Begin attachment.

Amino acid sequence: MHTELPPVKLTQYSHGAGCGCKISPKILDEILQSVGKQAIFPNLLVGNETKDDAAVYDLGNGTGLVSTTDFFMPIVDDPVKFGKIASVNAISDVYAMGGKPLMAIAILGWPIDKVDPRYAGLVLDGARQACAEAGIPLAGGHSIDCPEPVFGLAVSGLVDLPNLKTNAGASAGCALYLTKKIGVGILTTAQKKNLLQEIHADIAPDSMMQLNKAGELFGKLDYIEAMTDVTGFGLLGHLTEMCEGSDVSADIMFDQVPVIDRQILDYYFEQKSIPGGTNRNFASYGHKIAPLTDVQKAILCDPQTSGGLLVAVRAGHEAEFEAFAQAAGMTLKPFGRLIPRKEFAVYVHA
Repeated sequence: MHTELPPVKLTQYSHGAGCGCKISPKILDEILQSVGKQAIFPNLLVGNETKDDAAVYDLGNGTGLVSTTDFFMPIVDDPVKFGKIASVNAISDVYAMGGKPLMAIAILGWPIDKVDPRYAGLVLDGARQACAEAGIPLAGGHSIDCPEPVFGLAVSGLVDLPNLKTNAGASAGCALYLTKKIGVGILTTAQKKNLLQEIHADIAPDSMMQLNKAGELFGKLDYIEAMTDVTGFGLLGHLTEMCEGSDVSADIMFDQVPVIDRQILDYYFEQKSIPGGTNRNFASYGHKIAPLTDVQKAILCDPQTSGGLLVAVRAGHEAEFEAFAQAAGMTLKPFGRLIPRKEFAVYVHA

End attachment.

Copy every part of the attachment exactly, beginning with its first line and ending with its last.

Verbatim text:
Amino acid sequence: MHTELPPVKLTQYSHGAGCGCKISPKILDEILQSVGKQAIFPNLLVGNETKDDAAVYDLGNGTGLVSTTDFFMPIVDDPVKFGKIASVNAISDVYAMGGKPLMAIAILGWPIDKVDPRYAGLVLDGARQACAEAGIPLAGGHSIDCPEPVFGLAVSGLVDLPNLKTNAGASAGCALYLTKKIGVGILTTAQKKNLLQEIHADIAPDSMMQLNKAGELFGKLDYIEAMTDVTGFGLLGHLTEMCEGSDVSADIMFDQVPVIDRQILDYYFEQKSIPGGTNRNFASYGHKIAPLTDVQKAILCDPQTSGGLLVAVRAGHEAEFEAFAQAAGMTLKPFGRLIPRKEFAVYVHA
Repeated sequence: MHTELPPVKLTQYSHGAGCGCKISPKILDEILQSVGKQAIFPNLLVGNETKDDAAVYDLGNGTGLVSTTDFFMPIVDDPVKFGKIASVNAISDVYAMGGKPLMAIAILGWPIDKVDPRYAGLVLDGARQACAEAGIPLAGGHSIDCPEPVFGLAVSGLVDLPNLKTNAGASAGCALYLTKKIGVGILTTAQKKNLLQEIHADIAPDSMMQLNKAGELFGKLDYIEAMTDVTGFGLLGHLTEMCEGSDVSADIMFDQVPVIDRQILDYYFEQKSIPGGTNRNFASYGHKIAPLTDVQKAILCDPQTSGGLLVAVRAGHEAEFEAFAQAAGMTLKPFGRLIPRKEFAVYVHA